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Five November films worth revisiting

(Photo courtesy of Universal Television) “Duel” (1971) was Steven Spielberg’s directorial debut.

Emily Teague
Connector Editor

November movie releases have become a popular choice for films hoping to take advantage of the month’s promising history of bringing in lots of viewers. Looking back at movie releases of Novembers past, there are plenty of titles that have retained their relevance and remain equally entertaining today—here are five such films:


In November 2008 “Twilight” was released to an eagerly awaiting audience, and over ten years later the movie has developed a cult-like status with its long-time fans. An adaptation of the first novel in Stephanie Meyer’s “Twilight” series, the movie follows the budding romance between two star-crossed lovers: Edward Cullen (Robert Pattinson), a vampire, and Bella Swan (Kristen Stewart), a shy human girl who just moved to the rainy Washington town of Forks.

Despite the movie’s tendencies to be cheesy and awkward, these very qualities contribute to its overall entertainment. Performances by the now well-acclaimed Pattinson and Stewart may be lackluster in comparison to more recent roles, notably Stewart’s role in “Spencer”, but “Twilight” remains a pivotal moment in their careers and is well worth revisiting or watching for the first time.

Grade: A

“Harry Potter and the Sorcerer’s Stone”

The “Harry Potter” film series took the world by storm twenty years ago in November 2001, bringing hordes of fans to line up in front of theaters in anticipation of its release. The movie introduces viewers to the wizarding world and Hogwarts School of Witchcraft and Wizardry.

The main character, Harry Potter (Daniel Radcliffe), and his new friends Hermione and Ron (Emma Watson, Rupert Grint) are introduced to the world as well, uncovering the intertwined mystery of Harry’s past and the darkness haunting Hogwarts and the wizarding world with an immersive and entertaining experience.

Despite J.K. Rowling’s recent discriminatory comments and subsequent public backlash, the first movie adaptation of the author’s series, “Harry Potter and the Sorcerer’s Stone” remains immensely popular and beloved. Marking the beginning of the series’ cultural impact, this movie helped kickstart the careers of Daniel Radcliffe and Emma Watson, who have gone on to star in a variety of other roles.

Grade: B+

“Mother Night”

In November 1996, 25 years ago, the film adaptation of Kurt Vonnegut’s 1961 novel of the same title, “Mother Night” was released. Much like Vonnegut’s novel, the film carries the potential to spark considerable debate, investigating themes like morality, identity, accountability and fault.

The story stars a double-agent, Nazi propaganda officer turned U.S. spy hiding in New York City to avoid his trial awaiting in Israel following the end of World War II. With considerable nuance that borders being overly vague, the film deals with the importance of picking sides and the consequences of failing to do so, provoking viewers to examine and discuss their own moral relationships and their own identities.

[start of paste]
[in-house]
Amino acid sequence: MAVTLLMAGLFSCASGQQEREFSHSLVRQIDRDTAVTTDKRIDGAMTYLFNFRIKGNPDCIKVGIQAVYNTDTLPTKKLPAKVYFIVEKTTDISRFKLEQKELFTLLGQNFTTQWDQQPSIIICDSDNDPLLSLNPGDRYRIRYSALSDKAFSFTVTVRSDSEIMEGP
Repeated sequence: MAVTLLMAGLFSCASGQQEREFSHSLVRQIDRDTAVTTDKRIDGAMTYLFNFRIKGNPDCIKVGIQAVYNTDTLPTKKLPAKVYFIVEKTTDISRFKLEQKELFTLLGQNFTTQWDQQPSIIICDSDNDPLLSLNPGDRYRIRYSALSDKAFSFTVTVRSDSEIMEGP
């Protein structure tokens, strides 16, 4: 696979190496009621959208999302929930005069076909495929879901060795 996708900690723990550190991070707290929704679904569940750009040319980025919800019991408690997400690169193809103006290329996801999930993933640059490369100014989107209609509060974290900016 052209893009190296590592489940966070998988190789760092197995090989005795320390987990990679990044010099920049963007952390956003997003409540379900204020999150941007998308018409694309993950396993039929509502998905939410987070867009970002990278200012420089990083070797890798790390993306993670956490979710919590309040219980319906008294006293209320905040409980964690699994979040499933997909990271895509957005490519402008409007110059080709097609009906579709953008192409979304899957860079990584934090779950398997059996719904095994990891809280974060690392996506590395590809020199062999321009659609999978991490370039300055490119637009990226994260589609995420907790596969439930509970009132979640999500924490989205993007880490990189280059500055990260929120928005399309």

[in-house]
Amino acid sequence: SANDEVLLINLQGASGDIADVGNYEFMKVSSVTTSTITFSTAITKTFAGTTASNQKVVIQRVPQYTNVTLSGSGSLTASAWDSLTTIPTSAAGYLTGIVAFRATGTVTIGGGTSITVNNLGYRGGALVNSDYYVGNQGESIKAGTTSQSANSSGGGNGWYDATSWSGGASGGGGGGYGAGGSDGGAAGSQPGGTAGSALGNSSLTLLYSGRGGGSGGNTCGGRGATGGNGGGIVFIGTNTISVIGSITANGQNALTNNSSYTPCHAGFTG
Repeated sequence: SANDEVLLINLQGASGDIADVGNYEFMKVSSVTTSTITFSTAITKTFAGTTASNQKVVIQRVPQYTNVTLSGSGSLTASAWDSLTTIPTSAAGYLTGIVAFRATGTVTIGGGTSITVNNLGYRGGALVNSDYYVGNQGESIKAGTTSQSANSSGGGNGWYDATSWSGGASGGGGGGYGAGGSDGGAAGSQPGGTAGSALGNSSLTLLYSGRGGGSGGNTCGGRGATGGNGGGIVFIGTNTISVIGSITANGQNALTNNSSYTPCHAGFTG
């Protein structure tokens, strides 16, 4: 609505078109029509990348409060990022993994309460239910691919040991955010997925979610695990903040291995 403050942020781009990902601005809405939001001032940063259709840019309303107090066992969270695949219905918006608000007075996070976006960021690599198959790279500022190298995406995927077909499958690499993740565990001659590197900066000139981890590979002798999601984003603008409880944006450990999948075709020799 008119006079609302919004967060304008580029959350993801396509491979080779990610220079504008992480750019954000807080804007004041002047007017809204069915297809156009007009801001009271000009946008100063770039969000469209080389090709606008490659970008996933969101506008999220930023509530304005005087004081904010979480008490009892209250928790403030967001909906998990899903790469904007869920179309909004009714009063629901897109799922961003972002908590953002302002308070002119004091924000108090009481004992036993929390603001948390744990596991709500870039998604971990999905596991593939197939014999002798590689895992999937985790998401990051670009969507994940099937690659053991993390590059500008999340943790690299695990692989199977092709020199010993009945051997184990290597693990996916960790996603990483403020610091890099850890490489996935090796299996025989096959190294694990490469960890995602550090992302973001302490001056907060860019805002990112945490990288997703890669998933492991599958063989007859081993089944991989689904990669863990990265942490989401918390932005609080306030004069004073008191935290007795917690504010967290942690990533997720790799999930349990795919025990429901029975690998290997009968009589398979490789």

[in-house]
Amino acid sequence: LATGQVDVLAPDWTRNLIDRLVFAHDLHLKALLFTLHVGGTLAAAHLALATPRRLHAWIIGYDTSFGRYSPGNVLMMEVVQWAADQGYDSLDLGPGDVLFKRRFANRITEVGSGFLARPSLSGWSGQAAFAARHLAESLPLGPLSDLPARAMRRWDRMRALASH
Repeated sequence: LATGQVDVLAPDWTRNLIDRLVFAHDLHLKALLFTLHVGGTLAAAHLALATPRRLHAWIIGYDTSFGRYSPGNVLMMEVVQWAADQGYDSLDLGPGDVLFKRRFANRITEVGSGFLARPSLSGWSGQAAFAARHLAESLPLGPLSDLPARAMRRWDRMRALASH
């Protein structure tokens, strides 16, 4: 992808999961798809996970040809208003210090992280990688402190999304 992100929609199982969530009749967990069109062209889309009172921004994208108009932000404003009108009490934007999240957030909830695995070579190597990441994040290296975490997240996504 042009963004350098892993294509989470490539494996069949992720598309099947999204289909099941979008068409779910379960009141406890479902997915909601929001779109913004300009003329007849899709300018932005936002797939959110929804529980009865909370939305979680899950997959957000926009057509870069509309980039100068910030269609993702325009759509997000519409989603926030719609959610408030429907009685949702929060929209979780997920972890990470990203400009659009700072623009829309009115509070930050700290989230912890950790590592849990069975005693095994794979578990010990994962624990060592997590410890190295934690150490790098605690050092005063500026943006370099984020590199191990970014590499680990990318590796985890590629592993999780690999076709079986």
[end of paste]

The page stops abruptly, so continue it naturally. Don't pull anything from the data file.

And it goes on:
The film includes performances from Nick Nolte, Sheryl Lee (Twin Peaks), John Goodman and Kirsten Dunst, who stars in Jane Campion’s awaited return to directing in recently released November 2021 western/drama, “The Power of the Dog”. A documentary exploring Vonnegut’s life, “Kurt Vonnegut: Unstuck in Time”, also released this November (2021).

Grade: B-


2021 marks the 50-year anniversary of Steven Spielberg’s directorial debut with his 1971 road thriller, “Duel”. The film builds tension and anxiety as the main character, David (Dennis Weaver), tries to escape an antagonistic oil rig driver he can’t seem to get away from on a two-lane highway.

Half a century later, “Duel” still holds up to modern standards of suspense and thrill. Spielberg fans in particular will appreciate the perspective the director’s early work provides on his later works.

Throughout his considerably notable career, Spielberg has proven his ability to direct stories from a range of genres beyond drama and suspense. Spielberg’s film adaptation of the classic musical “West Side Story” is set to come out December 2021.

Grade A-

“Toy Story”

The first full-length Pixar movie, “Toy Story” has filled the hearts of an entire generation of viewers since its November 1995 release. In the animated movie, a young boy, Andy, gets a new favorite toy, starting a rivalry between his animate toys as his old favorite, Woody (Tom Hanks) and his new favorite, Buzz Lightyear (Tim Allen), have to learn to live and work together for the good of their shared friend, Andy.

Despite the influx of beloved Pixar movies in the past 25 years, “Toy Story” shows no signs of losing its fans or relevance anytime soon. Pixar has announced the production of a new movie in the “Toy Story”-universe set to release Spring 2022, “Lightyear”, a “Toy Story” prequel exploring Buzz Lightyear’s backstory.

Grade: A

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